For the next five providers, ranked 6th through 10th by Argus, there was a 10,601 increase in flight hours, 6.5% more than in 2022 for the same period (chart below).

Private Jet Operator Performance by Size

Ranking Count 2023 2022 Change – Hours Change % Market Share % 2023 Market Share % 2022 2023 Avg. Hours
Top 5 5 885,369 879,663 5,706 0.6% 37.7% 36.0% 177,074
Top 6 to 10 5 173,818 163,217 10,601 6.5% 7.4% 6.7%  34,764
Top 11 to 25 15 170,810 189,085 -18,275 -9.7% 7.3% 7.7% 11,387
Top 26 to 50 25 153,673 181,484 -27,811 -15.3% 6.5% 7.4% 6,147
Top 51 to 100 50 187,041 231,576 -44,536 -19.2% 8.0% 9.5% 3,741
Top 101 to 250 150 321,088 367,084 -45,996 -12.5% 13.7% 15.0% 2,141
Bottom 500 500 164,541 189,029 -24,488 -13.0% 7.0% 7.7% 329
All * 2,346,829 2,442,078 -95,249 -3.9% 100.0% 100.0%

Source:  Private Jet Card Comparisons analysis of Argus TraqPak data

From there, every grouping we looked at was down compared to last year.

Providers ranked 11th to 25th in flight hours, 26th to 50th, 51st to 100th, 101st to 250th, and the Bottom 500, with at least 100 flight hours, saw drops of 9.7% to 19.2%, considerably higher than the overall 3.9% decline.

The biggest percentage drop was with providers ranked 51st to 100th, a 19.2% drop.

In 2023, those operators flew between 2,951 hours (100th place) and 4,995 hours (51st place).

For 2022, the 100th-ranked operator flew 3,567 hours, while the 51st place required 6,245 flight hours.

In other words, it took 616 fewer hours to make it into the top 100 in 2023 compared to 2022.

Looking at the Bottom 500 with at least 100 hours, to be at the top of the bottom required 1,023 hours in 2022. A year later, it was 873 hours.

Still, it’s worth looking at the biggest gainers – and how they impact the overall market.

While the total market was down by slightly over 95,000 hours – 3.9%, the five biggest gainers – Flexjet, FlyExclusive, NetJets, Volato, and Vista increased their flying by 48,939 hours – a 6.9% increase (table below).

Biggest Gainers – By Flight Hours

Operator Name 2023 Hours 2022 Hours Difference 23′ v 22′ % Change
Flexjet 167,632 152,788 14,844 9.7%
FlyExclusive 45,367 33,683 11,683 34.7%
NetJets 432,109 420,548 11,561 2.7%
Volato 10,317 4,850  5,467 112.7%
Vista 106,580 101,196 5,384 5.3%
Biggest Gainers 762,005 713,066 48,939 6.9%

Source:  Private Jet Card Comparisons analysis of Argus TraqPak data

Among the 25 largest operators, based on charter and fractional flight hours, 13 increased at least 2%.

Meanwhile, eight operators were down by more than 2%, and four had gains or losses of less than 2%.

Adding some context

“As is the case, whenever we look at macro-level data, we can almost always find more to the story. While the overall industry is down over the last year, we can see some of the largest operators have grown in a time of overall contraction. That highlights a great success story that continues to prove the value and opportunity in private aviation,” says Argus Senior Vice President Travis Kuhn.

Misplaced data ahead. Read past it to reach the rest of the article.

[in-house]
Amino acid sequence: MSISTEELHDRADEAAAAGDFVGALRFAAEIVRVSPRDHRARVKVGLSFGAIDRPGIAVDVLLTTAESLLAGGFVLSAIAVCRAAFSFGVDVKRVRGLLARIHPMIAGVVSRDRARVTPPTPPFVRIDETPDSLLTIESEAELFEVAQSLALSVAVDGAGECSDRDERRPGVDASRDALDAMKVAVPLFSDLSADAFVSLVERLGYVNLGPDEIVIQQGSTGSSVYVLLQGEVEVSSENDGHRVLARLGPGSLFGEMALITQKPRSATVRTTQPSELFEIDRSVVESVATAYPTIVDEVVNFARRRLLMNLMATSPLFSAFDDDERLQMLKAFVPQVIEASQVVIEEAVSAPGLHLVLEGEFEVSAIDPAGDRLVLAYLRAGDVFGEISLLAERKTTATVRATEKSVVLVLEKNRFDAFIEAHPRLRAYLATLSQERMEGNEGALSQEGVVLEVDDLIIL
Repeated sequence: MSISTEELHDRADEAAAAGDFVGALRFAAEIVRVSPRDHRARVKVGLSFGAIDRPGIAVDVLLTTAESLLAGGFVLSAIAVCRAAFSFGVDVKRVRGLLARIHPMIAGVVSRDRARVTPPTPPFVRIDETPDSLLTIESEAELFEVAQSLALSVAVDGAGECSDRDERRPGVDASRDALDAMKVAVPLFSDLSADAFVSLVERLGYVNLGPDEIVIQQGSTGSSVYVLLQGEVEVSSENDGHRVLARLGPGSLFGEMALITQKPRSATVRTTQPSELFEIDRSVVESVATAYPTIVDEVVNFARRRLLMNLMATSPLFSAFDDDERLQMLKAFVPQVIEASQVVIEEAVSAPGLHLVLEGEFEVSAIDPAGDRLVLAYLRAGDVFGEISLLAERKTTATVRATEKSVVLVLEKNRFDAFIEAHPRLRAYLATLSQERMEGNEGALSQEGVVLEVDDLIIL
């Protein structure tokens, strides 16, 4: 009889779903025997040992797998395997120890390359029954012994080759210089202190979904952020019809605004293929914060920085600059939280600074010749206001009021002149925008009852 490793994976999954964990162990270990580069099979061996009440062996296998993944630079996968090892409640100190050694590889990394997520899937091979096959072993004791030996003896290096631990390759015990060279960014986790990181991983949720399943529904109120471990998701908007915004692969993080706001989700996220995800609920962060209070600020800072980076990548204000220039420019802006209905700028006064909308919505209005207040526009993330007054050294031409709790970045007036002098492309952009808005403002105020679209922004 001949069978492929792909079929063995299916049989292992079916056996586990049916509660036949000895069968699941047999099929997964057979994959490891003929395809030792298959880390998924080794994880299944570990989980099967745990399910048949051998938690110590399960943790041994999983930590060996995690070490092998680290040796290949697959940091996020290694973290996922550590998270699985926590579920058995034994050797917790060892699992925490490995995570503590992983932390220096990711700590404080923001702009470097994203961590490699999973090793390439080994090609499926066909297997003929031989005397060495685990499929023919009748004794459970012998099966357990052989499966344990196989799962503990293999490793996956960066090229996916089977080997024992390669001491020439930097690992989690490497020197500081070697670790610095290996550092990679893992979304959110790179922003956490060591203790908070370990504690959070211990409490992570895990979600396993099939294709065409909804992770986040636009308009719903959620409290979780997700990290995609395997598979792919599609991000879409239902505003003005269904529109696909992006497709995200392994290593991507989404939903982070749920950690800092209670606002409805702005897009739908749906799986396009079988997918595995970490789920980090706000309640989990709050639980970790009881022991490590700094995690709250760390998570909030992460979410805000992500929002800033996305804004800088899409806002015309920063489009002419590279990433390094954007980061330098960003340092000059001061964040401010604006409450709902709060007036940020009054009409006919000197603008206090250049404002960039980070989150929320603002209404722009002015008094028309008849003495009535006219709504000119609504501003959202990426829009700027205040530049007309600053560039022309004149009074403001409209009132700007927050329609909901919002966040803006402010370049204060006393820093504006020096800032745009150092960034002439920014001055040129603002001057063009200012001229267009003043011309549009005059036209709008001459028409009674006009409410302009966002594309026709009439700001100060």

“Gone are the days when demand was so high customers would take anything. They are more demanding,” Liotta says.

However, several brokers say it has less to do with the quality or size of the operator.

One broker, who asked not to be named, says floating fleet charter operators have more airplanes than demand on many days.

He says those operators, with their own membership programs, essentially turned off the wholesale market when demand surged.

In some cases, they continued to expand their fleet. He points to Vista Global’s purchase of Jet Edge and Air Hamburg.

Another broker, which sells jet cards and on-demand charters, says his company is using 50% fewer operators than a year ago.

“We were at a point where our go-to operators weren’t available. We were making dozens of calls to find an airplane that met our standards. And we found new operators, and in fact, they were good operators. But they were expensive because of where their airplanes were based,” he said.

He says during 2021 and 2022, he was chartering jets based in Wisconsin and Iowa to fly clients from New York to Florida.

Those empty legs had to be factored into the pricing, he notes, whereas floating fleet operators quote point-to-point pricing.

What does it mean to you?

The pendulum is swinging back to favor the consumer but with a big caveat.

You may need to be flexible if you want to save.

Brokers say they are seeing better pricing and availability if you stay away from high-demand days.

The softer market can be seen with guaranteed jet card programs.

Many have cut the number of peak days. Others have cut the lead time to book at guaranteed rates.

FlyExclusive offers jet card members a 10% discount for flying on low-demand days.

Some have cut rates, and there is more negotiating.

66% of Private Jet Card Comparisons subscribers said they were able to negotiate extra discounts or perks in 2023 compared to 50% in 2022.

Still, it’s not clear that there is a crisis coming to the long tail despite the drop in flight hours.

One operator who works with several leading jet card providers says his phone is no longer ringing off the hook as it was in 2021 and 2022.

However, that’s not a problem, even though he says his flight hours are down by around 20%.

“We never believed the crazy period when everyone wanted a private jet was going to last forever, so we didn’t do anything stupid. We also found out that our (aircraft) owners liked the money, but they also didn’t want to run their airplanes and pilots into the ground with charter. We’re still better off than before Covid,” he said.